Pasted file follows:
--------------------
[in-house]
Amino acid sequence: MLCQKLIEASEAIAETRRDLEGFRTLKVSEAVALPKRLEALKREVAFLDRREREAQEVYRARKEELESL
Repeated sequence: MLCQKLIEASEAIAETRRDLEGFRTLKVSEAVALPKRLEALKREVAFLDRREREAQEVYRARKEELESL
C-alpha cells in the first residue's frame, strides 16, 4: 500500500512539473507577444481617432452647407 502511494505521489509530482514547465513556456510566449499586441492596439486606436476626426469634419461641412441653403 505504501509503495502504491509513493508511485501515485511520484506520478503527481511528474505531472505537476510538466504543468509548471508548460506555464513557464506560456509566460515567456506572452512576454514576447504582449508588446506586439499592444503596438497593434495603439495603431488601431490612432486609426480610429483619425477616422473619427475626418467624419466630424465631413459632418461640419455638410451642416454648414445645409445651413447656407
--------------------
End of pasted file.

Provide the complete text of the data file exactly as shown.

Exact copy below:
[in-house]
Amino acid sequence: MLCQKLIEASEAIAETRRDLEGFRTLKVSEAVALPKRLEALKREVAFLDRREREAQEVYRARKEELESL
Repeated sequence: MLCQKLIEASEAIAETRRDLEGFRTLKVSEAVALPKRLEALKREVAFLDRREREAQEVYRARKEELESL
C-alpha cells in the first residue's frame, strides 16, 4: 500500500512539473507577444481617432452647407 502511494505521489509530482514547465513556456510566449499586441492596439486606436476626426469634419461641412441653403 505504501509503495502504491509513493508511485501515485511520484506520478503527481511528474505531472505537476510538466504543468509548471508548460506555464513557464506560456509566460515567456506572452512576454514576447504582449508588446506586439499592444503596438497593434495603439495603431488601431490612432486609426480610429483619425477616422473619427475626418467624419466630424465631413459632418461640419455638410451642416454648414445645409445651413447656407